In a new interview with Fox News, President Trump again repeated what is becoming his proudest triumph as president — allegedly passing a test for cognitive impairment. (We don’t know that Trump passed the test; the only corroboration is his former doctor, Ronny Jackson, who is obviously beholden to the president whose endorsement set up his new career.) The test Trump took is not a test for geniuses. Its questions, such as pointing to a picture of an elephant and saying “elephant,” are designed to screen for dementia. But Trump took pains to note that some of the questions are harder. Several days ago he insisted to Chris Wallace, “I’ll bet you couldn’t even answer the last five questions.” Now he has revealed the most difficult of these questions.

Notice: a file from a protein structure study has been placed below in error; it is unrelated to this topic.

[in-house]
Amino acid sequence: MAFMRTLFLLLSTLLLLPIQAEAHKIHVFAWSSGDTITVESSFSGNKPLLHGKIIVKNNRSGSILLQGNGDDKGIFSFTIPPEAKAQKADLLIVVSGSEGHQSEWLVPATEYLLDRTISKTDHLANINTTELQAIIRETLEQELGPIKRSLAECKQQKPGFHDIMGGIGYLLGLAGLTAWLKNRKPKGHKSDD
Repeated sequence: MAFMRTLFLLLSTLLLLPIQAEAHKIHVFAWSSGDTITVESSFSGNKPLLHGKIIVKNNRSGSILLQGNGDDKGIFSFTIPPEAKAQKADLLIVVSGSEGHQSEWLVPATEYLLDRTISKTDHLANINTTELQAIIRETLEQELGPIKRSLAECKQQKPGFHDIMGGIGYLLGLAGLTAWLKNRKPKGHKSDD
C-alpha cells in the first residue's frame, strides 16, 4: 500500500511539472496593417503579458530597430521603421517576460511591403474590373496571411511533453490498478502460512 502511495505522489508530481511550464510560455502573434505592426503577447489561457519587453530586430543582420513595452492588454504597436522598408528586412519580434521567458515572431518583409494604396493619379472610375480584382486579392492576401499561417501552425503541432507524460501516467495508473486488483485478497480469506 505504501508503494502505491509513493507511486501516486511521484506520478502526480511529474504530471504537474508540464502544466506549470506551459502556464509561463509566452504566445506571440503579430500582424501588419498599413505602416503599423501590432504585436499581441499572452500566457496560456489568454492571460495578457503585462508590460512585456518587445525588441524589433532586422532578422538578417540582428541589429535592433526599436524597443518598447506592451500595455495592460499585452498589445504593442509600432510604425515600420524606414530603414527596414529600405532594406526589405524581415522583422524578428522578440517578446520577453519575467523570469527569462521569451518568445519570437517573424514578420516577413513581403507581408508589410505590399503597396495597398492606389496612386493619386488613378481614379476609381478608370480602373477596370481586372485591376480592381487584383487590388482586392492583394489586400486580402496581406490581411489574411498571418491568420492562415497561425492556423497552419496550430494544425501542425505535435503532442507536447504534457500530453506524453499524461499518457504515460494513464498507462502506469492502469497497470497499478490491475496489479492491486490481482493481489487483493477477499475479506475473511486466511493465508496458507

“The last questions are much more difficult,” he said. “Like a memory question. It’s, uh, like you’ll go, ‘Person, woman, man, camera, TV.’ So they say, ‘Could you repeat that?’ So I said, ‘Yeah.’ So it’s ‘person, woman, man, camera, TV.’ ‘Okay, that’s very good.’”
It seems perhaps unfair, given Trump’s hours of daily television consumption, that 40 percent of the words he had to repeat involved television. Nonetheless, it is an achievement. Of sorts. Though I would argue that Chris Wallace probably could repeat those words as well.
“The doctors said very few people can do that, very few people get that,” Trump elaborated, with evident pride. It seems as if the actual test here is whether or not a person who passes the dementia screening boasts about his performance in public as if it is proof of his genius, rather than evidence that his doctors suspected he is suffering serious cognitive impairment.